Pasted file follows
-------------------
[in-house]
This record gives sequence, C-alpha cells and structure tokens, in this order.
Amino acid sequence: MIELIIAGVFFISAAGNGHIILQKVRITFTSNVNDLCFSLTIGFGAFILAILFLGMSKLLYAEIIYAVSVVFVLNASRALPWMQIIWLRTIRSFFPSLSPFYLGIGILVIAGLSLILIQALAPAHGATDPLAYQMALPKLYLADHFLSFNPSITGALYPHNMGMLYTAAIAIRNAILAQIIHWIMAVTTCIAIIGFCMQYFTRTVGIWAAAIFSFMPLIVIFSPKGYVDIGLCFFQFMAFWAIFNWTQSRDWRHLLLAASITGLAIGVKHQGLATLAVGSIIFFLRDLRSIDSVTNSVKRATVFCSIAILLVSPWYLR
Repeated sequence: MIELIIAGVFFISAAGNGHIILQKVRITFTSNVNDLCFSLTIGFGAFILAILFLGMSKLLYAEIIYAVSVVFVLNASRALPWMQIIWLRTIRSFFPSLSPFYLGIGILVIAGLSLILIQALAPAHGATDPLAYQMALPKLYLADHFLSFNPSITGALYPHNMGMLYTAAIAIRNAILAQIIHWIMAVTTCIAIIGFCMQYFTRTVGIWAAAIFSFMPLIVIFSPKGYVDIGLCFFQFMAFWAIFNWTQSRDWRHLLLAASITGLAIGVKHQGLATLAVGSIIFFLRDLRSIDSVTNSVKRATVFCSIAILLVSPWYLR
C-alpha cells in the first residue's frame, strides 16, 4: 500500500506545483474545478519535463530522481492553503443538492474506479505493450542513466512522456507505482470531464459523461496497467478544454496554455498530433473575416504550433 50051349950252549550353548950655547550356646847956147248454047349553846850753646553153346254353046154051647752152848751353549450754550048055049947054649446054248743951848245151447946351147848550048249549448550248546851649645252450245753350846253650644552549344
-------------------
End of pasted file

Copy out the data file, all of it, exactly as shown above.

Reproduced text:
[in-house]
This record gives sequence, C-alpha cells and structure tokens, in this order.
Amino acid sequence: MIELIIAGVFFISAAGNGHIILQKVRITFTSNVNDLCFSLTIGFGAFILAILFLGMSKLLYAEIIYAVSVVFVLNASRALPWMQIIWLRTIRSFFPSLSPFYLGIGILVIAGLSLILIQALAPAHGATDPLAYQMALPKLYLADHFLSFNPSITGALYPHNMGMLYTAAIAIRNAILAQIIHWIMAVTTCIAIIGFCMQYFTRTVGIWAAAIFSFMPLIVIFSPKGYVDIGLCFFQFMAFWAIFNWTQSRDWRHLLLAASITGLAIGVKHQGLATLAVGSIIFFLRDLRSIDSVTNSVKRATVFCSIAILLVSPWYLR
Repeated sequence: MIELIIAGVFFISAAGNGHIILQKVRITFTSNVNDLCFSLTIGFGAFILAILFLGMSKLLYAEIIYAVSVVFVLNASRALPWMQIIWLRTIRSFFPSLSPFYLGIGILVIAGLSLILIQALAPAHGATDPLAYQMALPKLYLADHFLSFNPSITGALYPHNMGMLYTAAIAIRNAILAQIIHWIMAVTTCIAIIGFCMQYFTRTVGIWAAAIFSFMPLIVIFSPKGYVDIGLCFFQFMAFWAIFNWTQSRDWRHLLLAASITGLAIGVKHQGLATLAVGSIIFFLRDLRSIDSVTNSVKRATVFCSIAILLVSPWYLR
C-alpha cells in the first residue's frame, strides 16, 4: 500500500506545483474545478519535463530522481492553503443538492474506479505493450542513466512522456507505482470531464459523461496497467478544454496554455498530433473575416504550433 50051349950252549550353548950655547550356646847956147248454047349553846850753646553153346254353046154051647752152848751353549450754550048055049947054649446054248743951848245151447946351147848550048249549448550248546851649645252450245753350846253650644552549344